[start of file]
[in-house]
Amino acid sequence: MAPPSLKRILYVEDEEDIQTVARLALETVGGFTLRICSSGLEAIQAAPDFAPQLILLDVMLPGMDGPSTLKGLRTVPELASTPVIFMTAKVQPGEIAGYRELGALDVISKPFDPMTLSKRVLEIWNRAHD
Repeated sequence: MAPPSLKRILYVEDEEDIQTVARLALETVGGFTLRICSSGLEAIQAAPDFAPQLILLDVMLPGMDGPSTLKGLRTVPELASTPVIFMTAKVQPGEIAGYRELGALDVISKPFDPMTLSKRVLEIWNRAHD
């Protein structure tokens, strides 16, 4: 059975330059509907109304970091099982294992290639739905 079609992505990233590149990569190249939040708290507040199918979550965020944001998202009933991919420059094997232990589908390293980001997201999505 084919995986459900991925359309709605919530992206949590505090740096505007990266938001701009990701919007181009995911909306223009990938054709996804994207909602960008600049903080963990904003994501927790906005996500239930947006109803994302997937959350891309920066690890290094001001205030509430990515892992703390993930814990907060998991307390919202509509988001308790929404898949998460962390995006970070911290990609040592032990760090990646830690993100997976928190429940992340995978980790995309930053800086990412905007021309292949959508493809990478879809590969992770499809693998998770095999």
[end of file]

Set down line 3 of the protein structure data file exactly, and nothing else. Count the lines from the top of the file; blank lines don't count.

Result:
Repeated sequence: MAPPSLKRILYVEDEEDIQTVARLALETVGGFTLRICSSGLEAIQAAPDFAPQLILLDVMLPGMDGPSTLKGLRTVPELASTPVIFMTAKVQPGEIAGYRELGALDVISKPFDPMTLSKRVLEIWNRAHD